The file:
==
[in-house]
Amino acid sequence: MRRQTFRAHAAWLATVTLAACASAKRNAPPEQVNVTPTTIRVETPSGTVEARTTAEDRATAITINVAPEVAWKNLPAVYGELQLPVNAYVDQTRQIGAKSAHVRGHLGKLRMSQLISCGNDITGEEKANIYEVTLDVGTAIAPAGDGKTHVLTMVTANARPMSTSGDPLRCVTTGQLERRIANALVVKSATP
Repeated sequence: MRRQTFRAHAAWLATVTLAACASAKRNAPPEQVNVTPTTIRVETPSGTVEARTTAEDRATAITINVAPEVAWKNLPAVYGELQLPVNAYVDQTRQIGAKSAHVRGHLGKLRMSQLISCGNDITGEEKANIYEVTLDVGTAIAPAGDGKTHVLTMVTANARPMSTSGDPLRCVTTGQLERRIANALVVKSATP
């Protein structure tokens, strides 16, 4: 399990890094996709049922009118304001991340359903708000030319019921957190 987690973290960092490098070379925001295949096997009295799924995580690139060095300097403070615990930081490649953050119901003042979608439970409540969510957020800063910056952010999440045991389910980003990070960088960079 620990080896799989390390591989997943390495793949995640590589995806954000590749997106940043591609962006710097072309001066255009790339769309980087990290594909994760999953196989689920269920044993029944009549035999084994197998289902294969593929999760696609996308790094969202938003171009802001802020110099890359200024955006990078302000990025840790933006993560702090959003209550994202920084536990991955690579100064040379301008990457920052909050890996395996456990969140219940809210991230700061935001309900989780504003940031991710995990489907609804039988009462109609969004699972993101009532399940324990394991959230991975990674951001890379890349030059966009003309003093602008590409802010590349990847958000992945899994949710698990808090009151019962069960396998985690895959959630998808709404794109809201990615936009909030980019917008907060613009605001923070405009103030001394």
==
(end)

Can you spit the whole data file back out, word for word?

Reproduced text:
[in-house]
Amino acid sequence: MRRQTFRAHAAWLATVTLAACASAKRNAPPEQVNVTPTTIRVETPSGTVEARTTAEDRATAITINVAPEVAWKNLPAVYGELQLPVNAYVDQTRQIGAKSAHVRGHLGKLRMSQLISCGNDITGEEKANIYEVTLDVGTAIAPAGDGKTHVLTMVTANARPMSTSGDPLRCVTTGQLERRIANALVVKSATP
Repeated sequence: MRRQTFRAHAAWLATVTLAACASAKRNAPPEQVNVTPTTIRVETPSGTVEARTTAEDRATAITINVAPEVAWKNLPAVYGELQLPVNAYVDQTRQIGAKSAHVRGHLGKLRMSQLISCGNDITGEEKANIYEVTLDVGTAIAPAGDGKTHVLTMVTANARPMSTSGDPLRCVTTGQLERRIANALVVKSATP
């Protein structure tokens, strides 16, 4: 399990890094996709049922009118304001991340359903708000030319019921957190 987690973290960092490098070379925001295949096997009295799924995580690139060095300097403070615990930081490649953050119901003042979608439970409540969510957020800063910056952010999440045991389910980003990070960088960079 620990080896799989390390591989997943390495793949995640590589995806954000590749997106940043591609962006710097072309001066255009790339769309980087990290594909994760999953196989689920269920044993029944009549035999084994197998289902294969593929999760696609996308790094969202938003171009802001802020110099890359200024955006990078302000990025840790933006993560702090959003209550994202920084536990991955690579100064040379301008990457920052909050890996395996456990969140219940809210991230700061935001309900989780504003940031991710995990489907609804039988009462109609969004699972993101009532399940324990394991959230991975990674951001890379890349030059966009003309003093602008590409802010590349990847958000992945899994949710698990808090009151019962069960396998985690895959959630998808709404794109809201990615936009909030980019917008907060613009605001923070405009103030001394």